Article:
As he explains when introducing this song in concert, Bono wrote this when he made a trip to El Salvador in the middle of the civil war in the '80s. In San Salvador, he met with the Comadres, who were a group of women also known as the "mothers of the disappeared." These women had lost their children, who were taken in the night by death squads, leaving the mothers unsure if their children were alive or dead. He then stayed with a group of guerillas in the middle of the mountains in the north of the country, where he was inspired to write "Bullet The Blue Sky
," another single from The Joshua Tree
Alexis - San Salvador, El Salvador
This song ties in with U2's work with Amnesty International. In 1986, they participated in six concerts as part of the Amnesty International Conspiracy Of Hope tour. Peter Gabriel, Lou Reed, Brian Adams, and Sting were also on the tour with U2.
On February 5, 1998, U2 played in Buenos Aires with The Mothers of the Disappeared onstage with pictures of their missing children. After performing the song, the women draped scarves around Bono's neck and the crowd sang the Argentine National Anthem. This was the first time the band played the song in concert since 1987.
At some concerts, U2 would lead into this with a song called "El Pueblo Vencera," which is Spanish for "A People United." Bono would often implore the crowd to sing with him.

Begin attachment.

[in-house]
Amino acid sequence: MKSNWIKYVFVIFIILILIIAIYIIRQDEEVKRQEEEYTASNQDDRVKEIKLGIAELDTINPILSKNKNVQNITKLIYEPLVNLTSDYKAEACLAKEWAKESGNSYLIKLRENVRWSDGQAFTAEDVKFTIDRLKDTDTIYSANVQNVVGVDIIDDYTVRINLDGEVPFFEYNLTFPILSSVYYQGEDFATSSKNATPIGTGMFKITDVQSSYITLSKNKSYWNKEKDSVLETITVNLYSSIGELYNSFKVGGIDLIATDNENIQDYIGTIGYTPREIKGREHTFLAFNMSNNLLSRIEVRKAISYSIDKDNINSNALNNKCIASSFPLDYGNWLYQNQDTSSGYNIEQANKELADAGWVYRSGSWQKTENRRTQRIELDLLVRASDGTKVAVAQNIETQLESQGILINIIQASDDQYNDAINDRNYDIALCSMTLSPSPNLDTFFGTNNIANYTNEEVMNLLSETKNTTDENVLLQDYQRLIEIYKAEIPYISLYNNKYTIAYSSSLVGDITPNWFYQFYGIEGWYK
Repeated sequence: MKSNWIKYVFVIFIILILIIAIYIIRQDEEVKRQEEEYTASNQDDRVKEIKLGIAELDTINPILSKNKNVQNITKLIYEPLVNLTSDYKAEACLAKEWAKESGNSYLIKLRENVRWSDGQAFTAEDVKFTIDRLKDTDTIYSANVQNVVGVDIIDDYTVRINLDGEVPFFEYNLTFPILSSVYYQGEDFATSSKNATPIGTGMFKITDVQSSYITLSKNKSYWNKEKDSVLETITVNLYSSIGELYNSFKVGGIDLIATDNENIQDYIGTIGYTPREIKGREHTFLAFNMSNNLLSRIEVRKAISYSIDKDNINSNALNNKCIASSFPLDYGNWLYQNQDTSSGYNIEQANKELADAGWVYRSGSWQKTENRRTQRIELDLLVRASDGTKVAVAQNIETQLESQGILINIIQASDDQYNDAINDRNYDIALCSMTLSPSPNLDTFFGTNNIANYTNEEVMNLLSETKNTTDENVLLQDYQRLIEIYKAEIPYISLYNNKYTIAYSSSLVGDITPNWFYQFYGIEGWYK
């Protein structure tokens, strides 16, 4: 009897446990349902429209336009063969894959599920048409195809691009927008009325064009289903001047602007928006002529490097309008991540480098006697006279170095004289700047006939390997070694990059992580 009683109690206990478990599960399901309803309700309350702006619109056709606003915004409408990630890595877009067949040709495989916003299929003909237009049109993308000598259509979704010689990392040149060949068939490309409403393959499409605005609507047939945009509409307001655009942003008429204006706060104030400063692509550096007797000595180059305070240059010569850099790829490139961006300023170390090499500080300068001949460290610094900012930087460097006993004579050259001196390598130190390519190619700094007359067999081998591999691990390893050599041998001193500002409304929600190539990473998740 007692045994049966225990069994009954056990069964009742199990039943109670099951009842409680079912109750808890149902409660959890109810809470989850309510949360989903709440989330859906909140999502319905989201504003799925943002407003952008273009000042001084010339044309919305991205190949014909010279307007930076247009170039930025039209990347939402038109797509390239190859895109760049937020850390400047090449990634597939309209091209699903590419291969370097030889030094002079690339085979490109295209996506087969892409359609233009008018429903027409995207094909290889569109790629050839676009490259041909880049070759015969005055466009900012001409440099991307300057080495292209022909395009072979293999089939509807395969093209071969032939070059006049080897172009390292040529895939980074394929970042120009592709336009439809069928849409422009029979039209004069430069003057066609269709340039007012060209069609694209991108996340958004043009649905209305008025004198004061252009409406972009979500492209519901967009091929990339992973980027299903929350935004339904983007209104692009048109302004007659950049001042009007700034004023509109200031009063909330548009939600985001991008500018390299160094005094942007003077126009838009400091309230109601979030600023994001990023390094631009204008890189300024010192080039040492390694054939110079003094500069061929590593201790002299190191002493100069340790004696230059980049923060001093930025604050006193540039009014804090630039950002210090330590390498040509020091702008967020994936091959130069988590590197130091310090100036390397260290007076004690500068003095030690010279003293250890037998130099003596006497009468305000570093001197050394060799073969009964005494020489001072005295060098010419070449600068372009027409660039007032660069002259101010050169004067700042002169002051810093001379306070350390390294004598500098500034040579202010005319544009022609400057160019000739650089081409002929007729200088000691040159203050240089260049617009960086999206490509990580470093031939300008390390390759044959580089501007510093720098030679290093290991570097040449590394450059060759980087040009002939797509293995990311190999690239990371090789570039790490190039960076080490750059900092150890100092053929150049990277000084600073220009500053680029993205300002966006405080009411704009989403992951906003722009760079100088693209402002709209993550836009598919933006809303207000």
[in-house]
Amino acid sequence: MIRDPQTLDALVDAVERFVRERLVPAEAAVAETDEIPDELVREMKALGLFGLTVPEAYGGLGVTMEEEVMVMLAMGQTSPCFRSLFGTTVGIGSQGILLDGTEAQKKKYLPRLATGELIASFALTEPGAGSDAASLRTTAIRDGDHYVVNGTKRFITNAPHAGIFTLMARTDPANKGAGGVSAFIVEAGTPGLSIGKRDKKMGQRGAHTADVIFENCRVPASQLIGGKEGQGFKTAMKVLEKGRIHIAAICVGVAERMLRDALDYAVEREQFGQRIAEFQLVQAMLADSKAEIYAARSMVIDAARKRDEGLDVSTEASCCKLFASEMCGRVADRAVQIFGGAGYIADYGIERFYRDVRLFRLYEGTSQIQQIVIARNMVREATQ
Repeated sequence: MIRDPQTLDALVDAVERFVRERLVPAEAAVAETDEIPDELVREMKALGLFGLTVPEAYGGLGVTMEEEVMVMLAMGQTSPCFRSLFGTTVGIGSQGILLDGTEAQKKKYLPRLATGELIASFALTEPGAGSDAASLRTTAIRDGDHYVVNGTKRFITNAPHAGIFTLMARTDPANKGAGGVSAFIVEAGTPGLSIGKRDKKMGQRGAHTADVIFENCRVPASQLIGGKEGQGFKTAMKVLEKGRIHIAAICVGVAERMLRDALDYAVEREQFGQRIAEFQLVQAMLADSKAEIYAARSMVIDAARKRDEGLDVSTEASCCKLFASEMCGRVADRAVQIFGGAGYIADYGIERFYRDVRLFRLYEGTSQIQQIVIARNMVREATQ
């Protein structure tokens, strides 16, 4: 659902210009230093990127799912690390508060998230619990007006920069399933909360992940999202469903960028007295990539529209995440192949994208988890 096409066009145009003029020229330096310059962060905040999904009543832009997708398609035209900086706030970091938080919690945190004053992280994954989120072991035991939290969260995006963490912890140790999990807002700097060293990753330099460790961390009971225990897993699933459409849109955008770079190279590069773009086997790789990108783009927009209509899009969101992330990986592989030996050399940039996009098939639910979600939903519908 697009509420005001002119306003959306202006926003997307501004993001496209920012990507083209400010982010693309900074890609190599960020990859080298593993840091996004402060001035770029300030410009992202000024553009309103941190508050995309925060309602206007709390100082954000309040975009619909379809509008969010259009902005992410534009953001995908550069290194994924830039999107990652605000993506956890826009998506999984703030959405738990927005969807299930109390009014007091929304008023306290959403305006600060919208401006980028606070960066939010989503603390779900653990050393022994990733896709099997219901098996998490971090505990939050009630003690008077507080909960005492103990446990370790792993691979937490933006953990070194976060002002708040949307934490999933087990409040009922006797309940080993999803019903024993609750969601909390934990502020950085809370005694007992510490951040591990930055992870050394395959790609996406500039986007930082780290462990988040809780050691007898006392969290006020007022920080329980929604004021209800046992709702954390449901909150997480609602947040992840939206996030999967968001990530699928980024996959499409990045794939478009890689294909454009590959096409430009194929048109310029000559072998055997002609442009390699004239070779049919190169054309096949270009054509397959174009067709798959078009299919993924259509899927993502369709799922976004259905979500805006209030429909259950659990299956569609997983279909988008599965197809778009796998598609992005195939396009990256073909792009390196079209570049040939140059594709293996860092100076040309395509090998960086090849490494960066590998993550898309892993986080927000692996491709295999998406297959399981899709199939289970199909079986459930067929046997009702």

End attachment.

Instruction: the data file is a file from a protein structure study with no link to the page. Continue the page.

In the book U2 by U2, Bono says he wrote this on his mother-in-law's Spanish guitar "for these beautiful women with pictures of their missing sons and daughters."
The track is a hymn to those who had been vanished at the hands of regimes in Central and South America. "It's kind of ominous," Adam Clayton told Mojo of the song in 2017. "But there's an optimism in the melody that we can survive these dark forces, as well as an acknowledgement that those dark forces are demonic in these situations."
The album was U2's second outing with producers Brian Eno and Daniel Lanois, the latter coming off the success of Peter Gabriel's So album. The added acclaim of The Joshua Tree, a worldwide #1 hit, made Lanois a hot commodity among other high profile artists. Aside from his continued work with U2 (partnered with Brian Eno), he produced albums Bob Dylan, Emmylou Harris, and Willie Nelson, among others. The buzz also gave him the nudge to release his debut solo album, Acadie, in 1989.
Recalling his memories of the tune on the album's 20th anniversary box set, Bono noted: "I remember [Daniel Lanois], when we were finishing 'Mothers of the Disappeared,' losing his mind and performing at the mixing desk like he was Mozart at the piano, head blown back in an imaginary breeze, and it was pouring down with rain outside the studio and I was singing about how 'in the rain we see their tears,' the tears of those who have been disappeared. And when you listen to that mix you can actually hear the rain outside. It was magical really."